Moving forward, one thing is certain: none of us are able to predict exactly where this innovation is heading. It is accordingly incumbent upon us, as a 21st-century regulator to continue studying, learning, and keeping pace with change … . [we] need to be sure that we are thoughtful in our approach and do not steer or impede the development of this innovation. While some may seek the immediate establishment of bright lines, the reality is that hasty regulatory pronouncements are likely to miss the mark, have unintended consequences, or fail to capture important nuance regarding the structure of new products.
However, Ness countered that there is also a growing need to provide clarity before innovators leave the United States for jurisdictions with greater certainty on how to avoid criminal and civil liability:
The threat of people going offshore for a lack of clarity is a very real one. I will say in my 25 years in Silicon Valley I have not seen circumstances where you go to a meet up in places like Palo Alto or even San Jose and you see regulators from places like Zug, Switzerland, and Singapore, and Hong Kong, and Bermuda, and, and, and and. To avoid any kind of race to the bottom, I do think there is a serious imperative about getting something done before we have a situation where we’re trying to entice people back into the country.
Chairman Conway concluded the hearing, stating that it would be the first of many more conversations because “we want this action going on in the United States.”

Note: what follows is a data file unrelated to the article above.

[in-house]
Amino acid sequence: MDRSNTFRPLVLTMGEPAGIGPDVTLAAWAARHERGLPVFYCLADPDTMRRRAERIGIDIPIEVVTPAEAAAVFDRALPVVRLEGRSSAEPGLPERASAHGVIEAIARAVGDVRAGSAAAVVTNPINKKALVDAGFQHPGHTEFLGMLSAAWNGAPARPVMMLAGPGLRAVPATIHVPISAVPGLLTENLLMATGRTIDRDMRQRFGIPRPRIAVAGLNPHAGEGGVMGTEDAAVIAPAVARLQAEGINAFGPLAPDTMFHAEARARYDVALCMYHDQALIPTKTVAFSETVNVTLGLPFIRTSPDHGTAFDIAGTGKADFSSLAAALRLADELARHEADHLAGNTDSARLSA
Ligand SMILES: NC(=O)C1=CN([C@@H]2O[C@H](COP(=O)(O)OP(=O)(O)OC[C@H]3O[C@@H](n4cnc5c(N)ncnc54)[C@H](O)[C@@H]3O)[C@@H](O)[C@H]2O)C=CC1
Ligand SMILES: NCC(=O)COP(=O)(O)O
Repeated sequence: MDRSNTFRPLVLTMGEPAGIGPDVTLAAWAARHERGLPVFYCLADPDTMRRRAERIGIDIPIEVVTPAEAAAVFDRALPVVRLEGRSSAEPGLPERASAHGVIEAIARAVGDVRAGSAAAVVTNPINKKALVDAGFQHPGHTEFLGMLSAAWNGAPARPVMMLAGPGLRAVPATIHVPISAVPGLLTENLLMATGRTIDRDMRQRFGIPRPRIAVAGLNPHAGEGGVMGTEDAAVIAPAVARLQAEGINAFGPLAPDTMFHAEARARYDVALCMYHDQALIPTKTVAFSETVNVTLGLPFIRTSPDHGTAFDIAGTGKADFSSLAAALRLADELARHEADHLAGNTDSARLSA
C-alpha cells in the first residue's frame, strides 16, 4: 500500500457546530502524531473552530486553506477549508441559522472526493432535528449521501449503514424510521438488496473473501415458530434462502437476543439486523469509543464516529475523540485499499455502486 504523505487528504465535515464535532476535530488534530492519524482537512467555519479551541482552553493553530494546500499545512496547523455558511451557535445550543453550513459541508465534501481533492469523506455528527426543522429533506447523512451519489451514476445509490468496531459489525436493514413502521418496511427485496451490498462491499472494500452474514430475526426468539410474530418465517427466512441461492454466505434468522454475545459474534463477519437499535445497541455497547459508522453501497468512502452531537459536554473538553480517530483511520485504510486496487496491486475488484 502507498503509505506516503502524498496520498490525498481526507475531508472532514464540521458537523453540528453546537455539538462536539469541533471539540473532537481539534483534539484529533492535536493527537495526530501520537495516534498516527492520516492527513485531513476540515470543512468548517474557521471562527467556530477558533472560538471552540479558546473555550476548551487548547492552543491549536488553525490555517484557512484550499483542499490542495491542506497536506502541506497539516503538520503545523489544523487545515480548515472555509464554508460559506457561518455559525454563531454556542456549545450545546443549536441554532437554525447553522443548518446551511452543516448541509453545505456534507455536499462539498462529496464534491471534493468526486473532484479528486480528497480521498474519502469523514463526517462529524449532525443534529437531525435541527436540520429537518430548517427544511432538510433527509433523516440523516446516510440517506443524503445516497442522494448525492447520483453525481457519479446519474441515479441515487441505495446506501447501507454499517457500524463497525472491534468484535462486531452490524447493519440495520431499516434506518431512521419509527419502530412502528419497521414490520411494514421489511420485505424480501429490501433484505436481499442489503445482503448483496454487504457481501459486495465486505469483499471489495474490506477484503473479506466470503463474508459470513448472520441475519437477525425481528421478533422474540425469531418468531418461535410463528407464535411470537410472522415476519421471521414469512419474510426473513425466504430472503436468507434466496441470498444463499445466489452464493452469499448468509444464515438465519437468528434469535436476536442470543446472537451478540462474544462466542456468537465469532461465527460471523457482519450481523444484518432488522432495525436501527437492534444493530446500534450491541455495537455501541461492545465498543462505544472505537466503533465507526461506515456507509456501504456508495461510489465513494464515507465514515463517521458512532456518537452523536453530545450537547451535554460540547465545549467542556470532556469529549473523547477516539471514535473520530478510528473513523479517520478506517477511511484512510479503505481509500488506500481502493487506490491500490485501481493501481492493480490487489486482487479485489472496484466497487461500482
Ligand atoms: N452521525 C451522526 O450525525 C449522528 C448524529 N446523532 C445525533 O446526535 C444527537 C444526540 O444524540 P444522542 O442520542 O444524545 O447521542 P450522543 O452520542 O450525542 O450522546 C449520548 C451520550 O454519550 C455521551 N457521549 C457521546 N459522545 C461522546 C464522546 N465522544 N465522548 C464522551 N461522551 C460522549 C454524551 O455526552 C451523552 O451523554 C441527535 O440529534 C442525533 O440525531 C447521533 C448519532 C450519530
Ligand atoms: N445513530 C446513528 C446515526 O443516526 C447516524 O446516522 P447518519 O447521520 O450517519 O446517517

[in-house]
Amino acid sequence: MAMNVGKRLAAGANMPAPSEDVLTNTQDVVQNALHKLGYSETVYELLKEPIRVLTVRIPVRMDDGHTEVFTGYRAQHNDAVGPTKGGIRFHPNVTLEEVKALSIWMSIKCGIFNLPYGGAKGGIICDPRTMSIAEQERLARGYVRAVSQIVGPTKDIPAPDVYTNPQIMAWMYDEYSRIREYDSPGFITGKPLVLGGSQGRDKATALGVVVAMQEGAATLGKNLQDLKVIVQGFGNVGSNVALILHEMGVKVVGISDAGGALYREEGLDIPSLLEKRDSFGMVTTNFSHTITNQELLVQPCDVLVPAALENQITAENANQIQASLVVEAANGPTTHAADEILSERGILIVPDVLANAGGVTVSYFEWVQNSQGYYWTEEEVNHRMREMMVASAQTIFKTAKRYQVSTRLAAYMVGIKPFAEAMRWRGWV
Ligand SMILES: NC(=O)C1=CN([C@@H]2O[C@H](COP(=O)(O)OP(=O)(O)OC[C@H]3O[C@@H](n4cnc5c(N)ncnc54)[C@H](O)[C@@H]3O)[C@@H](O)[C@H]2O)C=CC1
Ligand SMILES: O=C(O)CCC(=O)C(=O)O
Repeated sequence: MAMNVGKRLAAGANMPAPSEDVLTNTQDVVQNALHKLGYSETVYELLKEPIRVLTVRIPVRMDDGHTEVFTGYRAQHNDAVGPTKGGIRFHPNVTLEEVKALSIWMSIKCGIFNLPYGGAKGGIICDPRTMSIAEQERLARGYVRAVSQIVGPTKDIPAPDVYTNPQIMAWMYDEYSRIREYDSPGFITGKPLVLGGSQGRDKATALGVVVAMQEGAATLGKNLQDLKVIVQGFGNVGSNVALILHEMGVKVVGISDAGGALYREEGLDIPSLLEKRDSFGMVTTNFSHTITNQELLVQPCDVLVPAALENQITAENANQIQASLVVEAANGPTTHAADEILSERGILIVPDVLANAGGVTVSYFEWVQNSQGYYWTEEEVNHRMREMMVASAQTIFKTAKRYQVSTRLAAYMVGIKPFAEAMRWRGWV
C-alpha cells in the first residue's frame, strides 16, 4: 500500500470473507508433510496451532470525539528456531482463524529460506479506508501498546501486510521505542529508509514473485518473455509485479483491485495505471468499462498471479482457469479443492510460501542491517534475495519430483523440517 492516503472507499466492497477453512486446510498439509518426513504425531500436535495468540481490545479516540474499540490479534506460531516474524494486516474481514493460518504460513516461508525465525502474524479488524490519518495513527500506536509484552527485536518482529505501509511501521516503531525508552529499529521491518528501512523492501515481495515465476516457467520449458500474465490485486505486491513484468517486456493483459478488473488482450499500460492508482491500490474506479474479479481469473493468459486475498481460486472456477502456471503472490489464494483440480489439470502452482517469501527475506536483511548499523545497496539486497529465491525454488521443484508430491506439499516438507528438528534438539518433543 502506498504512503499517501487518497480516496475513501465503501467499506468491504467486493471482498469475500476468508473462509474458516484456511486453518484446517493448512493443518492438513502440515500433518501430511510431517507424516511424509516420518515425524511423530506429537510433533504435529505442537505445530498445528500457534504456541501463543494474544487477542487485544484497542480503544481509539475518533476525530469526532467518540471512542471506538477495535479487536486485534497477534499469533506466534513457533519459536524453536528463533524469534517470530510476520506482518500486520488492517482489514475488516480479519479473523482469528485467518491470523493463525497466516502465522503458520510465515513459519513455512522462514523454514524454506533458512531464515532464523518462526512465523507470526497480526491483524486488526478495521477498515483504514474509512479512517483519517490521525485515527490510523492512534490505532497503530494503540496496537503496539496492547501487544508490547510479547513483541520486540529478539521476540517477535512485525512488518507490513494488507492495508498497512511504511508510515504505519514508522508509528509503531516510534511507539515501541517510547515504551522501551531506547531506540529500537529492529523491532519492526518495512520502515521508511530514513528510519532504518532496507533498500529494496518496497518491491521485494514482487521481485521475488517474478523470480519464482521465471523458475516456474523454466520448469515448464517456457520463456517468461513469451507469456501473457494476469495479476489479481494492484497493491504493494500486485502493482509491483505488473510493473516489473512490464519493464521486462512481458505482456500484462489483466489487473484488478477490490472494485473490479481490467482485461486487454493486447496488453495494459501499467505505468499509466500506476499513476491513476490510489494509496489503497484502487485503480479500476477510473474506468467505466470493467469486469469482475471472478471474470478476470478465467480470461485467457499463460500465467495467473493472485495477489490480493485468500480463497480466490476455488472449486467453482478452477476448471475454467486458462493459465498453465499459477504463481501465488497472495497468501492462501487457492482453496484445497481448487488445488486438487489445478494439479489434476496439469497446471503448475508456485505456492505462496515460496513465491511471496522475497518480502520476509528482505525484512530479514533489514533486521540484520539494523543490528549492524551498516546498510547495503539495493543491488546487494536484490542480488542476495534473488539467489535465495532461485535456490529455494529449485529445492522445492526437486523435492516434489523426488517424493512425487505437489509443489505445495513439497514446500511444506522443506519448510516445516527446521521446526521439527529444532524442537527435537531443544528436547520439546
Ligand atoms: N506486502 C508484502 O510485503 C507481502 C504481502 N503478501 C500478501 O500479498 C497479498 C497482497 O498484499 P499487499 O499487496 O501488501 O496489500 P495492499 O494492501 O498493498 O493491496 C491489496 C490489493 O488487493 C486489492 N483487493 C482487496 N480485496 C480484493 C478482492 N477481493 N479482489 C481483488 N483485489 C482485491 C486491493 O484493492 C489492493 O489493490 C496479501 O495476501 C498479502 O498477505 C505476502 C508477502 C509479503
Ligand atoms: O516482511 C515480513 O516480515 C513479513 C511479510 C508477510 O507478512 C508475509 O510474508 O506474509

The full committee hearing signaled the continuation of a measured approach toward regulating digital assets. On one hand, the committee welcomed the development of this potentially groundbreaking technology, recognizing that inartful regulation could smother progress, lead to unintended consequences and drive innovators to foreign jurisdictions, as in the case of New York, whose BitLicense has sent innovators and startups fleeing. Several comments focused on the importance of exercising restraint, and instead, encouraged the expenditure of resourced on cultivating a meaningful understanding of the appeal and application of distributed ledger technology.
On the other hand, several committee members recognized the pressing need for action. For lawful actors, the digital-asset market is in desperate need of greater certainty. And for unlawful actors, who have orchestrated billions of dollars’ worth of scams in ponzi schemes and money laundering operations, exploited weaknesses in exchanges, and attempted to avoid regulators by selling unregistered securities via initial coin offerings, and developed assassination markets, the need for greater law enforcement is indisputable.
While it is certain that the federal government will craft more federal regulation, the question is one of degree. In all likelihood, any forthcoming regulation will be limited in scope, but nevertheless, another pivotal step toward a comprehensive regulatory scheme.
Read the Full Article:
Inside The Latest Congressional Hearing On Crypto
Todd R. Friedman is of counsel at Silver Miller.
The opinions expressed are those of the author(s) and do not necessarily reflect the views of the firm, its clients, or Portfolio Media Inc., or any of its or their respective affiliates. This article is for general information purposes and is not intended to be and should not be taken as legal advice.